Cash-strapped millennials are turning to our parents for help, which is not too different from previous generations, except that it is taking our generation longer to gain financial independence and stand on our own two feet, according to a new survey.
Facing a 14 percent unemployment rate, at least one third of young people have had to move back home and are living on their parents couches. It’s not surprising then that young adults are increasingly turning to parents for financial help at greater levels than our parents did with their parents.
According to a USA Today/Bank of America survey, 40 percent of Millennials say they still get money from their parents with the majority being younger people 18-25 but 22 percent of 26-34 year olds say they receive financial help. Some 36 percent of young adults are likely to say they got a lot of help from their parents when starting out, compared with 12 percent of their parents who received help from their parents at the same age.
Are millennials blowing the money we get? More than two-thirds of Millennials (68%) say they save regularly, but only a third of those savers have a 401(k) and just 20 percent have investments. With decades of work ahead of us, we are in good positions to maximize our retirement planning, but many young people have other financial constraints that make for a higher priority than retirement.
Millennials are juggling high student loan debt ($1 trillion nationally), while facing slow job growth. Nearly half of all Millennials who attended or are currently attending college (49 percent), are paying on a student loan with an average payment of $201 per month. Of these, more than half (54 percent) say student loan payments have “a lot” or “some” impact on their ability to save. And the impact of loans continues to retard hitting social milestones. Twenty percent have delayed starting a family because of their loan debt.
While tapping our parents handicaps both generations, it's an avenue that many Millennials are taking just to stay afloat.
"A lot of today's Millennials are dealing with a lot of financial factors that their parents, and certainly adults in America, did not have to contend with a generation or two ago," says Lynnette Khalfani-Cox, an author and personal finance expert who runs the site askthemoneycoach.com.
Both generations surveyed said that Millennials face more difficulty achieving financial goals than previous generations, including buying a house, starting a family, earning enough to support their lifestyle and saving for retirement.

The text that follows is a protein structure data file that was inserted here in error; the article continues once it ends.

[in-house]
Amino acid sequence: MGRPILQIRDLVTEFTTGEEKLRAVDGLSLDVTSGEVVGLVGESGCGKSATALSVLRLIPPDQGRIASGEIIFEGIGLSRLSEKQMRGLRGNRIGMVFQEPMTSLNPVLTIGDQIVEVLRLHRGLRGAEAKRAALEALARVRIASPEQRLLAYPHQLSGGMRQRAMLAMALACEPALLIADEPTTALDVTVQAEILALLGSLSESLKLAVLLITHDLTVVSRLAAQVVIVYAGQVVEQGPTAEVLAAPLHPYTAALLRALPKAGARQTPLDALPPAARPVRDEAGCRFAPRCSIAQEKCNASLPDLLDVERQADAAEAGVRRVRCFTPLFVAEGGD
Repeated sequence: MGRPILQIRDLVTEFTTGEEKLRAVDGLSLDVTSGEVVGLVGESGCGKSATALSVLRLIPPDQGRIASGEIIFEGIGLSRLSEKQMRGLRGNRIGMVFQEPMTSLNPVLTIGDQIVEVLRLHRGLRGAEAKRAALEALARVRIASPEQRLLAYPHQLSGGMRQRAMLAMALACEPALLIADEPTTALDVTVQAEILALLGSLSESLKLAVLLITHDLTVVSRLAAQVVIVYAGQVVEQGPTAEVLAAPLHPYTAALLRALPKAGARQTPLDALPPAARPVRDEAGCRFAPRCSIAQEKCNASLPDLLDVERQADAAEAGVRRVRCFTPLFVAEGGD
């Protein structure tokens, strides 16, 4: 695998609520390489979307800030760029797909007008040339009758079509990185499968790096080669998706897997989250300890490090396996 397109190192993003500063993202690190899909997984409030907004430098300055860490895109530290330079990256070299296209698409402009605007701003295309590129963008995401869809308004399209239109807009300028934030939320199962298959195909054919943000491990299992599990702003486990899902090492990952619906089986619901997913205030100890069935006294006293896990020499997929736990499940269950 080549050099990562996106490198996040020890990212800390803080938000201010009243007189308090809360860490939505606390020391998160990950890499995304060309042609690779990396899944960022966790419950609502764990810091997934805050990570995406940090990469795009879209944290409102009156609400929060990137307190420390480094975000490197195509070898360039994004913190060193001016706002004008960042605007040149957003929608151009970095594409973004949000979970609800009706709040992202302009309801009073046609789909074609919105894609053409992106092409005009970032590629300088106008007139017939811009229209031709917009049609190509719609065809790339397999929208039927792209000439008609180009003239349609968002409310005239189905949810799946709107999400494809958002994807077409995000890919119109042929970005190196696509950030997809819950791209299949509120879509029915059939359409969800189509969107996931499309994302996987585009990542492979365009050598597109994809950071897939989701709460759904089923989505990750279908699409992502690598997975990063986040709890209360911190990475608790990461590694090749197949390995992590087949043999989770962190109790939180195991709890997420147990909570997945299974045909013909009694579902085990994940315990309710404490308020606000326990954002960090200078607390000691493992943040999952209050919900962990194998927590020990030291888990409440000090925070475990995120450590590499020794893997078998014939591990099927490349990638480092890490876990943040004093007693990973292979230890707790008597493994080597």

Many parents appear more than willing to help. Among those who are, more than 30% said it's because their adults kids "really need help" and 23% said it's because they feel like it's their parental responsibility to step in. Parents have more empathy for "what young adults are facing in this economy," says Andrew Plepler, head of global corporate social responsibility at Bank of America.
Student loan debt and slow job growth have held Millennials back from planning for the future or functioning completely independent of their family's support. And it's difficult for this generation to juggle multiple financial commitments.
We often hear that Millennials are “lazy” and “entitled.” Ours is a generation that faces tremendous headwinds as we came of age during the worst recession in recent memory. Our career growth as a generation has been retarded by a stagnant economy that left good jobs behind.
Instead of Washington pushing policies that advance opportunity, they hoist on us greater taxes, costs, and regulations such as ObamaCare and limits on new industries.
The shining hope is that we remain a generation with a high percentage of college degrees and that we somehow are still optimistic. It will take time for us to get to where our parents are now, but we still hope to get there.
Let us hope that we push for policies that liberate our economy and our generation so that our children won’t face the headwinds we face.